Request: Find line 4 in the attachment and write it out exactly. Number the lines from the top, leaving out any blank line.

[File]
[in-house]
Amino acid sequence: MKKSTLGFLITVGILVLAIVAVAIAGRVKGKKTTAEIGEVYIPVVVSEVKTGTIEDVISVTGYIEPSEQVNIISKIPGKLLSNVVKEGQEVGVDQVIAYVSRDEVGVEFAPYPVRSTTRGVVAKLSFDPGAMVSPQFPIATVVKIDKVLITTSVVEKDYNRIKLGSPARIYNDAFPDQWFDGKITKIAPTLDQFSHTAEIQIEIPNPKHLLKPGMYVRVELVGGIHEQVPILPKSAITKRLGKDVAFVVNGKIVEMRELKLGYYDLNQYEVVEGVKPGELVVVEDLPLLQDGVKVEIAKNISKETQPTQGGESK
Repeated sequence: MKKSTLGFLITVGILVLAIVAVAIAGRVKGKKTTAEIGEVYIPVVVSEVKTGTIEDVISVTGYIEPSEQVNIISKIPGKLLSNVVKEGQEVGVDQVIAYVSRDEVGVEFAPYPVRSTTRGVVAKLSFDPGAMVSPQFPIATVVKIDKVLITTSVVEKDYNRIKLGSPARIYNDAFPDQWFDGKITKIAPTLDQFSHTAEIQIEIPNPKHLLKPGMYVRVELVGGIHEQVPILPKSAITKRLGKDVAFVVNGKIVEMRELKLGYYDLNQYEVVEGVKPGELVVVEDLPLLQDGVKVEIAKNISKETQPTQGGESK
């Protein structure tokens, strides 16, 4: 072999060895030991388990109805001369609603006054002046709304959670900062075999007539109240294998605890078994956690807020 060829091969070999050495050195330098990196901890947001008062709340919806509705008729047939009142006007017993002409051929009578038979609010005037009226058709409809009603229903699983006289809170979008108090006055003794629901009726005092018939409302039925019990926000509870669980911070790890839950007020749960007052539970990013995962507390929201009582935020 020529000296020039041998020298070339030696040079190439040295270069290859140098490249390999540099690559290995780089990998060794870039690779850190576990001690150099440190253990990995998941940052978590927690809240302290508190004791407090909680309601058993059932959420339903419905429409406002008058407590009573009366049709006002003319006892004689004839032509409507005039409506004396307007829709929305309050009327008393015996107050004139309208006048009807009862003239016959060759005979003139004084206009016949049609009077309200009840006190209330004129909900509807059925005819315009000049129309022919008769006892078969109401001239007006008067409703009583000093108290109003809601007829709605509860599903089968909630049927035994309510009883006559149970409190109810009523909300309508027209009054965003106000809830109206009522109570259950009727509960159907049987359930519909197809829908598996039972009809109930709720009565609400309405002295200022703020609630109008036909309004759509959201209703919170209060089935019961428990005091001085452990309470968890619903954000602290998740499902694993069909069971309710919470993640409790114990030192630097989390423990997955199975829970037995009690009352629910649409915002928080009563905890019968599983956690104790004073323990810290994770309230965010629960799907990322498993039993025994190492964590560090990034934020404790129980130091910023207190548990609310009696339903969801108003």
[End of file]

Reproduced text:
């Protein structure tokens, strides 16, 4: 072999060895030991388990109805001369609603006054002046709304959670900062075999007539109240294998605890078994956690807020 060829091969070999050495050195330098990196901890947001008062709340919806509705008729047939009142006007017993002409051929009578038979609010005037009226058709409809009603229903699983006289809170979008108090006055003794629901009726005092018939409302039925019990926000509870669980911070790890839950007020749960007052539970990013995962507390929201009582935020 020529000296020039041998020298070339030696040079190439040295270069290859140098490249390999540099690559290995780089990998060794870039690779850190576990001690150099440190253990990995998941940052978590927690809240302290508190004791407090909680309601058993059932959420339903419905429409406002008058407590009573009366049709006002003319006892004689004839032509409507005039409506004396307007829709929305309050009327008393015996107050004139309208006048009807009862003239016959060759005979003139004084206009016949049609009077309200009840006190209330004129909900509807059925005819315009000049129309022919008769006892078969109401001239007006008067409703009583000093108290109003809601007829709605509860599903089968909630049927035994309510009883006559149970409190109810009523909300309508027209009054965003106000809830109206009522109570259950009727509960159907049987359930519909197809829908598996039972009809109930709720009565609400309405002295200022703020609630109008036909309004759509959201209703919170209060089935019961428990005091001085452990309470968890619903954000602290998740499902694993069909069971309710919470993640409790114990030192630097989390423990997955199975829970037995009690009352629910649409915002928080009563905890019968599983956690104790004073323990810290994770309230965010629960799907990322498993039993025994190492964590560090990034934020404790129980130091910023207190548990609310009696339903969801108003």